That’s where student nursing insurance comes in. This type of insurance will pay for an attorney if a student is accused of some type of medical malpractice while doing their clinicals at a nursing home, hospital, or other medical facility. It may also pay out whatever judgement is awarded against the student if the student is found to be at fault. But again, a person represented by a competent attorney is much more likely to prevail in court.

Shouldn’t the nursing school where the student is attending, or the nursing facility, hire an attorney to represent the student? Well, the harsh truth is, they are looking out for their best interest, not the nursing students. When a lawsuit hits, it’s every man – or woman – for themselves.

And of course, once a student graduates and becomes a registered nurse, they should continue to maintain their own malpractice insurance, just as doctor’s do. It’s a small investment when one considers the huge, expensive consequences of a potential lawsuit.

What to Expect As a Student Nurse

When you first start out as a student on your nursing course, you may not know what to expect. Although experiences of student nursing do tend to vary from person to person, there are a few things which you may wish to bear in mind, in order to ensure that you are as prepared as possible for life as a student nurse.

Expect to be busy

Working as a nurse is not a nine-to-five job, so don’t be surprised if you find yourself working unsociable hours as a student too. You might only be on placement for three days a week, but this is unlikely to mean that you will be able to spend all your days off relaxing and socialising. Expect to work hard and you’re less likely to feel overwhelmed by days spent in the student library or looming coursework deadlines. Don’t forget, you’ll be working to get your head around nursing theory, whilst also learning how to put such techniques into practice. Learn how to manage your time effectively and you’ll be better able to maintain a healthy work/life balance.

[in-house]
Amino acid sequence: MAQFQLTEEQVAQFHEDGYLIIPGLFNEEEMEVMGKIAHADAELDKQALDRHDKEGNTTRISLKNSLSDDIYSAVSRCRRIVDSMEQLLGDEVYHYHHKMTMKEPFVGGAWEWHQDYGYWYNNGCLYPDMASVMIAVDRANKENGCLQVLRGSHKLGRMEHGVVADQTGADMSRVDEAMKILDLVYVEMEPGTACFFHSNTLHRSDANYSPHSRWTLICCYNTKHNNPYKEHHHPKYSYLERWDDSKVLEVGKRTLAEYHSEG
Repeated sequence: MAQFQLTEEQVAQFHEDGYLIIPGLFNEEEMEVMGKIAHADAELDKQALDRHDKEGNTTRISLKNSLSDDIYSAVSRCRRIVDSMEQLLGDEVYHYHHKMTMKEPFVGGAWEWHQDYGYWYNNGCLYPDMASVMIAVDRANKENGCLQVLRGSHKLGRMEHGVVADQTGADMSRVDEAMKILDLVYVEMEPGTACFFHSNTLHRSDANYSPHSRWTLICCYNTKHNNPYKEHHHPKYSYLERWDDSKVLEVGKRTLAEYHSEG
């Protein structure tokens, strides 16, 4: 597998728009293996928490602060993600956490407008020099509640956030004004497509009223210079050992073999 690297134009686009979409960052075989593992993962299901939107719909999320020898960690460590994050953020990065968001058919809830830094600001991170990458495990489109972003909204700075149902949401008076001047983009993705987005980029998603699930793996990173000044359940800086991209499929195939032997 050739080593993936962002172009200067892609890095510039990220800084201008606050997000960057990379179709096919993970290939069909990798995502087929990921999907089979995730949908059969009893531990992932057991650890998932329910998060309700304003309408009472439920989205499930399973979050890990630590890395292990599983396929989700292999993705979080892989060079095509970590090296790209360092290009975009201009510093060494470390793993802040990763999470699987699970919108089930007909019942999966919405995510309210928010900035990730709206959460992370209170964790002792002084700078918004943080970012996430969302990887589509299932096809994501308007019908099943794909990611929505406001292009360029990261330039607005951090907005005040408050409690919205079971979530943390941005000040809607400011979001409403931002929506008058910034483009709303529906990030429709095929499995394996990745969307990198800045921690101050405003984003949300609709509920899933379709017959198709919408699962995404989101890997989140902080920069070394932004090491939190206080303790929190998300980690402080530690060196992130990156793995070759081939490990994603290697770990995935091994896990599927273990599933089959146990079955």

Expect to meet new people

Student nursing will require that you work closely with other students and members of medical staff, so you’re sure to meet plenty of new people. Sharing the knowledge which you learn can be extremely helpful, especially if you’re living with other student nurses who are likely to be having similar experiences. You will also meet a good number of qualified nurses, doctors and other members of hospital staff, who you will be able to learn from during your journey to becoming a nurse.

Expect to use your initiative

Student nursing courses tend to be relatively independent and you may often find that you are often required to use your initiative. From organising your accommodation, to arranging your own study groups, thinking ahead can prove advantageous. When completing clinical shifts, don’t be afraid to speak up if you want clarification on anything and be honest if you are unsure. Asking lots of questions can help you to progress more quickly and will demonstrate your enthusiasm to learn. If you want to impress, then you’ll need to make sure that you’re never late and always organised.